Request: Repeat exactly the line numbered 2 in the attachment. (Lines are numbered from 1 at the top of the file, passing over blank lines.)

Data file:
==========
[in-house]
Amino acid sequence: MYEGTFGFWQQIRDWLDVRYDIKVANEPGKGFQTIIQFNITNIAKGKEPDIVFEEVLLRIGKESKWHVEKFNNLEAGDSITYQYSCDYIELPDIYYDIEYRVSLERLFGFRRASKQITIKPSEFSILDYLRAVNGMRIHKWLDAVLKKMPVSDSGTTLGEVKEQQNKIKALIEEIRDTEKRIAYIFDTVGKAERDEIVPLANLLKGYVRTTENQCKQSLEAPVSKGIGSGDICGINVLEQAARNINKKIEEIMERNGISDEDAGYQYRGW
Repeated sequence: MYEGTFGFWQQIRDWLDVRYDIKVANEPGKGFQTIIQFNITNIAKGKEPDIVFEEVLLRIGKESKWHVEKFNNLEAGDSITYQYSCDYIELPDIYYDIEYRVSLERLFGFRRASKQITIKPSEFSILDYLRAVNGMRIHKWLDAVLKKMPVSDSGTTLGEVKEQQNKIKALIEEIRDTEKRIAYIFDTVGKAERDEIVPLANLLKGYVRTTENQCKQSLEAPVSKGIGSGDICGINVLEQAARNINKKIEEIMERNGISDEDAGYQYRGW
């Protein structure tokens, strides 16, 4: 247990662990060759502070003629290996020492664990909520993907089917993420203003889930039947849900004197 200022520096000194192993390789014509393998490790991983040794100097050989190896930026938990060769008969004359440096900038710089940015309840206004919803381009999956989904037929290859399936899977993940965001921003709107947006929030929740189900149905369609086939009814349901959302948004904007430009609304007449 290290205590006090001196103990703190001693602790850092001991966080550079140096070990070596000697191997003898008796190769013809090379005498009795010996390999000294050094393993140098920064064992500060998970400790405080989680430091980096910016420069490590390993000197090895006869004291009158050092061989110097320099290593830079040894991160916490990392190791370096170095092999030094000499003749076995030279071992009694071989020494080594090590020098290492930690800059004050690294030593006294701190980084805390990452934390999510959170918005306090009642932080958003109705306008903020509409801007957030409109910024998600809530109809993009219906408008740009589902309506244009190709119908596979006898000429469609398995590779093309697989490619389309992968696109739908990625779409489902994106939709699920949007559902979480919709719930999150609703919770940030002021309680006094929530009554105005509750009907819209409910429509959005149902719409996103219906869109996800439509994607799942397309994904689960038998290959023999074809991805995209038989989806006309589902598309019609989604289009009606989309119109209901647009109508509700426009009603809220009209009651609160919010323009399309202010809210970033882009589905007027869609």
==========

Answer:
Amino acid sequence: MYEGTFGFWQQIRDWLDVRYDIKVANEPGKGFQTIIQFNITNIAKGKEPDIVFEEVLLRIGKESKWHVEKFNNLEAGDSITYQYSCDYIELPDIYYDIEYRVSLERLFGFRRASKQITIKPSEFSILDYLRAVNGMRIHKWLDAVLKKMPVSDSGTTLGEVKEQQNKIKALIEEIRDTEKRIAYIFDTVGKAERDEIVPLANLLKGYVRTTENQCKQSLEAPVSKGIGSGDICGINVLEQAARNINKKIEEIMERNGISDEDAGYQYRGW